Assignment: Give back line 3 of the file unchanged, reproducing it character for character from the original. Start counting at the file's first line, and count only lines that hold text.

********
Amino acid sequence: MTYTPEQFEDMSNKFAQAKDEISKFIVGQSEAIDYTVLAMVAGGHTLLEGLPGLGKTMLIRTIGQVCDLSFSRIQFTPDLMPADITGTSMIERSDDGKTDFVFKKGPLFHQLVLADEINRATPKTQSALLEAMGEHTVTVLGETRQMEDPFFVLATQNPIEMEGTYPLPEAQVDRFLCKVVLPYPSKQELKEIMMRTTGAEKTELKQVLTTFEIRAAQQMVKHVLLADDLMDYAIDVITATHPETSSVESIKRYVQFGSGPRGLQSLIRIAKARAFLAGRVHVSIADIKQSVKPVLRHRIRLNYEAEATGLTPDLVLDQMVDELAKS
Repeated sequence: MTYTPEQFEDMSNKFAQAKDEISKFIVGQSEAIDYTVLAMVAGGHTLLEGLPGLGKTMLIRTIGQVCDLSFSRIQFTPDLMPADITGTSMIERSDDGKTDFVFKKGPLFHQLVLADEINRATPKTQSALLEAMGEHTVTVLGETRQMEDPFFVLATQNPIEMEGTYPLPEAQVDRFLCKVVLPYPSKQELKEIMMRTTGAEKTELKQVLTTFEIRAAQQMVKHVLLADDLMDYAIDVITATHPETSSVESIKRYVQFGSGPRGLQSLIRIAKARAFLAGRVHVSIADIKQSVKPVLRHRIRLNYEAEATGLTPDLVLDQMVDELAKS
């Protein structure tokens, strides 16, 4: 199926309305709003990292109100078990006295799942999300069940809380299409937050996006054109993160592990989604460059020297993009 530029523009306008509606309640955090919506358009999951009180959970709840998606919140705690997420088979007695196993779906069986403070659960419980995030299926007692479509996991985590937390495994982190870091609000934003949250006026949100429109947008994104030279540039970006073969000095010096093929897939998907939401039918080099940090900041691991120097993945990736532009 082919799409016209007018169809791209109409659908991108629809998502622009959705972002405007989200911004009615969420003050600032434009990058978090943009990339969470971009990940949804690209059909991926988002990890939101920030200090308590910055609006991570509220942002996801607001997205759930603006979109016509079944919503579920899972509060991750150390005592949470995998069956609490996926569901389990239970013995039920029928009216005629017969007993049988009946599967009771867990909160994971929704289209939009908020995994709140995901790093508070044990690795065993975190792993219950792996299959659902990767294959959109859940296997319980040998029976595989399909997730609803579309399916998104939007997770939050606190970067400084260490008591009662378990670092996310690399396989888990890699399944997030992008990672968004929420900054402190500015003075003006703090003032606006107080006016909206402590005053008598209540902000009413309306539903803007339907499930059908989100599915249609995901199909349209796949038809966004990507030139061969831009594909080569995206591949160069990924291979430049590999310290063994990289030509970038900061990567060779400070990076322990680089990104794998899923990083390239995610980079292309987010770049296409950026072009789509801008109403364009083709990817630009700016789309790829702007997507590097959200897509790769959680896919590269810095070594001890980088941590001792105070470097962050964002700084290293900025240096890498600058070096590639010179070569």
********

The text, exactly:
């Protein structure tokens, strides 16, 4: 199926309305709003990292109100078990006295799942999300069940809380299409937050996006054109993160592990989604460059020297993009 530029523009306008509606309640955090919506358009999951009180959970709840998606919140705690997420088979007695196993779906069986403070659960419980995030299926007692479509996991985590937390495994982190870091609000934003949250006026949100429109947008994104030279540039970006073969000095010096093929897939998907939401039918080099940090900041691991120097993945990736532009 082919799409016209007018169809791209109409659908991108629809998502622009959705972002405007989200911004009615969420003050600032434009990058978090943009990339969470971009990940949804690209059909991926988002990890939101920030200090308590910055609006991570509220942002996801607001997205759930603006979109016509079944919503579920899972509060991750150390005592949470995998069956609490996926569901389990239970013995039920029928009216005629017969007993049988009946599967009771867990909160994971929704289209939009908020995994709140995901790093508070044990690795065993975190792993219950792996299959659902990767294959959109859940296997319980040998029976595989399909997730609803579309399916998104939007997770939050606190970067400084260490008591009662378990670092996310690399396989888990890699399944997030992008990672968004929420900054402190500015003075003006703090003032606006107080006016909206402590005053008598209540902000009413309306539903803007339907499930059908989100599915249609995901199909349209796949038809966004990507030139061969831009594909080569995206591949160069990924291979430049590999310290063994990289030509970038900061990567060779400070990076322990680089990104794998899923990083390239995610980079292309987010770049296409950026072009789509801008109403364009083709990817630009700016789309790829702007997507590097959200897509790769959680896919590269810095070594001890980088941590001792105070470097962050964002700084290293900025240096890498600058070096590639010179070569």